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First-time mum's breast cancer battle

''The most traumatic part of all of this isn't actually my diagnosis. It's not being able to breastfeed and I have a lot of grief around that being taken away from me.''

By Cloe Willetts
As first-time mum Talia Cooper sat breastfeeding her baby son Navy, she took in the precious view of his small head against her chest, holding his warm body close to hers.
With tears streaming down her cheeks, she whispered that it was their final feed. She was sorry. There was nothing she wanted more than to continue the sweet mothering ritual that bonded them so tightly. But now, she had to beat cancer.
"After that last feed, I left Navy downstairs safe, warm and innocent – and it was the first time I really felt like a mother, like a lioness," recalls Talia, 30, who was diagnosed with breast cancer in June.
"I had to go through all this trauma and loss so I could be there for him."
The expectant mum had no idea of the tough journey to come.
The new mum first noticed a lump on her right breast six months into her pregnancy. But because she was young and healthy, Talia shrugged it off, assuming her body was changing with the hormones. She focused on becoming a parent with her husband Jesse, 30, a music producer and videographer.
"I went into motherhood not really wanting too many things," shares Talia, who met her Niuean hubby 14 years ago through high-school friends. "I wanted Navy to be passed around so he gets used to lots of people and to breastfeed exclusively for six months."
But when her bub was 10 weeks old, the Aucklander was told she had breast cancer. She needed six rounds of chemotherapy, followed by a mastectomy. She and Jesse would also have to start an emergency round of IVF since Talia could become infertile and their young family wasn't complete.
Devastatingly, Talia had to stop breastfeeding. She was given one night to prepare.
She admits, "The most traumatic part of all of this isn't actually my diagnosis. It's not being able to breastfeed and I have a lot of grief around that being taken away from me."
Chatting with Woman's Day from her family's home in Sandringham – where the travel-loving mum grew up before moving to New York with Jesse, who secured a record deal in 2012 – Talia recalls their decision to live at a slower pace and start a family.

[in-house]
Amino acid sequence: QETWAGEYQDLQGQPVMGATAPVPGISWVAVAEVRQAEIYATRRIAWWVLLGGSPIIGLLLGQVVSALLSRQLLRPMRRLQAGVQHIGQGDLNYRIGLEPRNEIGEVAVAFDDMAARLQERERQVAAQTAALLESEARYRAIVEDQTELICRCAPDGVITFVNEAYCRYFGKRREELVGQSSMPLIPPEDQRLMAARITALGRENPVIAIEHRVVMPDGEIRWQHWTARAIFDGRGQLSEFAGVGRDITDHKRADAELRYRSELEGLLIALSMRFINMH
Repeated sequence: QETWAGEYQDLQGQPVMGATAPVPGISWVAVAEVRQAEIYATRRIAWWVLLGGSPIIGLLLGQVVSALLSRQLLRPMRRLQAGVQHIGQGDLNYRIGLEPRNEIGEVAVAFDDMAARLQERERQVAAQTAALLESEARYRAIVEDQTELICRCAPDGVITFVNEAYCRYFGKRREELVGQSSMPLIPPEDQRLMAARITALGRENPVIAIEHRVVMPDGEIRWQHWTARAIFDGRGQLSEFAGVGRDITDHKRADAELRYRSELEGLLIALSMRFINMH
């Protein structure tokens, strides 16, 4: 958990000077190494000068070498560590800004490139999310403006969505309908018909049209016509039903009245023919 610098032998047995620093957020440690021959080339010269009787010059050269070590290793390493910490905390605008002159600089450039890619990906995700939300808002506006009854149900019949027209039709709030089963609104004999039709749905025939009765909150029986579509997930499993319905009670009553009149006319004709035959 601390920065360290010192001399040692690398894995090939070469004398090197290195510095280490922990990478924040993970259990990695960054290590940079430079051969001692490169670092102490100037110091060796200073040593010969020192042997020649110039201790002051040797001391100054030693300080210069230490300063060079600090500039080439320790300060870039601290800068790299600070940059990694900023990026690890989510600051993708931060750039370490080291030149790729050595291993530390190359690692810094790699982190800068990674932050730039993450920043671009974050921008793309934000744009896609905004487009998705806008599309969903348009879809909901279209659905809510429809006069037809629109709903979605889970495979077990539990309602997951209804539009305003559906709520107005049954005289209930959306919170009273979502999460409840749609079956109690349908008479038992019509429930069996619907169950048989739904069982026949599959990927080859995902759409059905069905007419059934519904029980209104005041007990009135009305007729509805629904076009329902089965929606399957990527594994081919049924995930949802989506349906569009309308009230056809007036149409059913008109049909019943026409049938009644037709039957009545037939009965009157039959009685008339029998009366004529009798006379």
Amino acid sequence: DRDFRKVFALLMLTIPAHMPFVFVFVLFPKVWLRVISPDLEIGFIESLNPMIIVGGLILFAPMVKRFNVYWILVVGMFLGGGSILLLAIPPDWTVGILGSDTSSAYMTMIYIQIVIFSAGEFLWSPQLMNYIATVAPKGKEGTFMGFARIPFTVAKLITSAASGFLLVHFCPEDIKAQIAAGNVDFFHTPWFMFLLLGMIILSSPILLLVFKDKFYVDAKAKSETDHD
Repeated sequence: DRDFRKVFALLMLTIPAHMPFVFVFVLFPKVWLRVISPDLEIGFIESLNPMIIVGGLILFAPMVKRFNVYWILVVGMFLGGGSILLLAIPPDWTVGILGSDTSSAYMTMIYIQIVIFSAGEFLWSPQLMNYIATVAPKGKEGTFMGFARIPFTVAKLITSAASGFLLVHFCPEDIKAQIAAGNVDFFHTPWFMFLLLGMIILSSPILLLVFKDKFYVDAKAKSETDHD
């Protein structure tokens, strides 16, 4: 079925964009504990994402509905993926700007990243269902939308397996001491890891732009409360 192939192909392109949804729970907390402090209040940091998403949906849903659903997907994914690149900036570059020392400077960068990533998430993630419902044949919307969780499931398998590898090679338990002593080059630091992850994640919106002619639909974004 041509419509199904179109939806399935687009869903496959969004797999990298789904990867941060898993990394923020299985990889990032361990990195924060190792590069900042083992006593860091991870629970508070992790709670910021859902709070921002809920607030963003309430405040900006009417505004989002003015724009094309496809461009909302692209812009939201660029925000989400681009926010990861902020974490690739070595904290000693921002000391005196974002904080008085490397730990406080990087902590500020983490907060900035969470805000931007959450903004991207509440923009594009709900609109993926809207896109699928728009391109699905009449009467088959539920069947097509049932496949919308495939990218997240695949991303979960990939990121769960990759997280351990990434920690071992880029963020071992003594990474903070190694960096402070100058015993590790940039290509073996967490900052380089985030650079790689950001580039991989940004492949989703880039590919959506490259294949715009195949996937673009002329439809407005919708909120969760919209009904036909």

"We decided to try for a baby and then it happened so fast!" she laughs. "After Navy was born, I did six weeks post-partum confinement, which is when you stay at home. In a lot of Eastern cultures, you stay home and the family cook and clean for you. Your role is to feed, nurture and grow the baby. So that's what we did."
Mother and son cocooned at home together for six wonderful weeks after his birth.
When she noticed the lump, which felt like a golf ball, Talia put it on her list of things to check with her midwife. She planned to tell her mum too, but she didn't.
"It came out of nowhere and cancer was the last thing I thought," tells Talia. "It wasn't until Navy was born and I starting breastfeeding that Jesse felt it too and the midwife told us to get it checked."
When her six-week cocooning was up and Talia started leaving the house, she went to her GP.
"My doctor gave me a stern telling off and said I should've come in when I found it," she says. "In hindsight I should've, but I'm also glad I had that time at home and wasn't rushing to get out the door and back to a normal life."
Navy is getting breast milk from other generous mums.
The tired mum was booked for an ultrasound, which turned into an urgent mammogram and biopsy.
"The doctor said it wasn't a cyst or benign lump, so what did that leave? My head was spinning," explains Talia. "I was confused because there's no cancer in my family, I'm 30 and have a new baby."For Jesse, being hit with the news his wife could have cancer was "a hard pill to swallow". He was beside Talia the evening her doctor called to say they were dealing with breast cancer. The musician recalls, "Hearing that as a husband and dad is destroying."